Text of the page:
We know this story so well. At Messy Church, we printed many people to show the thousands who came. All of them were fed from 2 loaves and 5 fishes!! I love the idea that the miracle is not Jesus making the fish and bread go so far, but everyone sharing what they had. We have seen a generosity of spirit over the last few months. People going above and beyond, supporting others, especially the vulnerable, in more and more clever, creative ways.

Like the baskets shared in the gospel, we all have things to offer. Many churches are describing how Christians have been practically sharing God’s love, sharing what is in our basket.

I wonder what might be in your basket. Do you feel it is empty? Do you wonder if you even have a basket? But we all a basket with something in – prayer, song, making, cooking, cleaning, writing to local and national authorities to change unjust policies, listening, making a phone call, making others’ smile, holding someone’s hand. Last week, my friends’ 19-year-old son with severe autism, reached out to hold my hand. My first outside my family touch for nearly 6 months – such a joy.

In this story there are those who go uncounted. In the culture of the times, only the men are important enough to be counted. There are many in our communities and our world who are left out, left uncounted.

It is good to come and be fed abundantly by Jesus. But we must remember those uncounted. We have become aware of many of these people during Covid. Workers doing vital jobs, appreciated for the first time, workers without PPE, people without homes, people whose incomes have ceased. We see countries with poor healthcare provision. We witness those treated differently because of the colour of their skin, their faith, their sexuality. Recently, I have attended meetings online learning about the inequality in the Holy Lands, becoming aware of the suffering of the Palestinians there.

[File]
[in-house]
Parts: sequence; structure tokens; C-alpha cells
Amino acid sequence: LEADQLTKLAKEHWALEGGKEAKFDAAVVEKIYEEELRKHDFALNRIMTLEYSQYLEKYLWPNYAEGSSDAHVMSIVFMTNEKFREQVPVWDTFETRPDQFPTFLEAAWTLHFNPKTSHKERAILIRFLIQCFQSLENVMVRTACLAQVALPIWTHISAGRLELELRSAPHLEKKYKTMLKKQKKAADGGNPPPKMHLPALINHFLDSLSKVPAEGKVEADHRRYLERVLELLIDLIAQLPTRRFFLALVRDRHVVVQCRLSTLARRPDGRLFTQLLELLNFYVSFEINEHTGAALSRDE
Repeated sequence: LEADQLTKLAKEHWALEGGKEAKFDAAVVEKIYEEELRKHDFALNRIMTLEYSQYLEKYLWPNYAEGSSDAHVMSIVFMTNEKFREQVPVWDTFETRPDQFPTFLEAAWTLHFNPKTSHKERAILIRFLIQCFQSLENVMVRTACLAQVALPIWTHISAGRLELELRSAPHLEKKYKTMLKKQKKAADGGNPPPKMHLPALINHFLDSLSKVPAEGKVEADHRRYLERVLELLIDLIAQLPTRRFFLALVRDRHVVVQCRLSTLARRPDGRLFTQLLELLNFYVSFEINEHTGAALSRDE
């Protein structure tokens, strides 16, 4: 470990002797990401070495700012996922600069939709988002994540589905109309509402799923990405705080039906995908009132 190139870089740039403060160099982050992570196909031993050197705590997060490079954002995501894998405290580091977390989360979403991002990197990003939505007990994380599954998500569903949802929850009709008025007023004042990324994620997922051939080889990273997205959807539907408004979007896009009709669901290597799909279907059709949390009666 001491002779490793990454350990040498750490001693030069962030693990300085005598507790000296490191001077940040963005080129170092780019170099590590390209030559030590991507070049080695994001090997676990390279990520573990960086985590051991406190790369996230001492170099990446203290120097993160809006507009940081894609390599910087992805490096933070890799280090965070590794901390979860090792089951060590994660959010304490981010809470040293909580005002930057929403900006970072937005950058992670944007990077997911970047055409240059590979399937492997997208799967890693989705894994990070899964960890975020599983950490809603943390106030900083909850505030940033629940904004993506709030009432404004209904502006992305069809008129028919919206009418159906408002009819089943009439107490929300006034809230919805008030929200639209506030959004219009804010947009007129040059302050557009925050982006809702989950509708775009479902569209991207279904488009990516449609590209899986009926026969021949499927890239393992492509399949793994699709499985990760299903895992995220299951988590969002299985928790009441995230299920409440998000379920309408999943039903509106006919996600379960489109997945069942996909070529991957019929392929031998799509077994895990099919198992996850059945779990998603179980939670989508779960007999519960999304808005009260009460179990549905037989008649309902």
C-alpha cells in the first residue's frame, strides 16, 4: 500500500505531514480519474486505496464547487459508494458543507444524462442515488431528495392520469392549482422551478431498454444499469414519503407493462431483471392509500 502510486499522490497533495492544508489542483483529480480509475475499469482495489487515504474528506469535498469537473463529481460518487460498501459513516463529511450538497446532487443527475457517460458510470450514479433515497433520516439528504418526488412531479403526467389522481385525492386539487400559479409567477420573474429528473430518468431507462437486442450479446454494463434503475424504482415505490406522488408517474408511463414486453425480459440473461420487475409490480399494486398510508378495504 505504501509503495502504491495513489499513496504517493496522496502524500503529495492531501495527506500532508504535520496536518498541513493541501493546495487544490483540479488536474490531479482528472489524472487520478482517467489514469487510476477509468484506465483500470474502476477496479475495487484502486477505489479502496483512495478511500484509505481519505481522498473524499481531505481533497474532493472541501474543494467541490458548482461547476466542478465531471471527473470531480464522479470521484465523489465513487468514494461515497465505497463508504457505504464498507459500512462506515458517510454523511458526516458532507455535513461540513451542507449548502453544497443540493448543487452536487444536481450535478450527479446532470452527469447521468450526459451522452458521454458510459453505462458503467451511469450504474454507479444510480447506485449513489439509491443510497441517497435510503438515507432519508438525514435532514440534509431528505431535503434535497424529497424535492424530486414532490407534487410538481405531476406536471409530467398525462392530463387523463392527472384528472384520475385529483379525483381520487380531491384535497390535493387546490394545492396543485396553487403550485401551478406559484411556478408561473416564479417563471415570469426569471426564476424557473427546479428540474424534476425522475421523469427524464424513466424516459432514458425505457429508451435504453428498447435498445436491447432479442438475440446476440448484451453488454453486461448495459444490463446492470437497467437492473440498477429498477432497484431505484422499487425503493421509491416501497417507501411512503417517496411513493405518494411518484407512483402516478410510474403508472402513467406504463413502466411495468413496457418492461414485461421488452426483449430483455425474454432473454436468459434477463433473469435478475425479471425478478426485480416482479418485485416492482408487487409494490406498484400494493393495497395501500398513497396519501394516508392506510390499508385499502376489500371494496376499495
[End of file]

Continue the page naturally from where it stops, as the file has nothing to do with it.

Just as Jesus fed and filled all, we must share our baskets with all, looking at what we can offer, what we can share with our local and global communities.

We have the abundance of God’s enduring love. Between us we can weave together baskets full of this abundance, to share with one another and to share with all, especially those who go uncounted.

Prayers. For our prayers I would like you to imagine those baskets full of bread and fish.

The baskets begin with brown, flattened,
thin strips of plants.
Alone they are not strong,
unable to carry anything,
Sometimes we feel like this,
Useless, alone, unable,
We forget our gifts,
Forget we are God’s wonderful creation.
Forgive us Lord

Now imagine these strips
being skilfully woven together by our Creator.
They become a beautiful basket –
A basket full of all the people in the partnership –
Coming together with all their Spirit-inspired prayers, music, kindness, patience, commitment, time, creativity, joy, and generosity.
Thank you, Lord, that when we come together, we have more than enough for all.

Together we bring to the Lord
those who have not enough food
those who are uncounted
those who are sick
those who grieve
those we have left outside
Lord in your mercy
Hear our prayer

Please say whichever version of the Lord’s prayer you are most familiar with.

Hymn. Lead us Heavenly Father Lead us

Sending on prayer. Lord be with us as we travel
on this journey round the Fylde.
Thank you for feeding us so abundantly
where we are, how we are.
Thank you for reminding us,
that as we travel together
we are more than we can imagine,
Because you travel with us.
Amen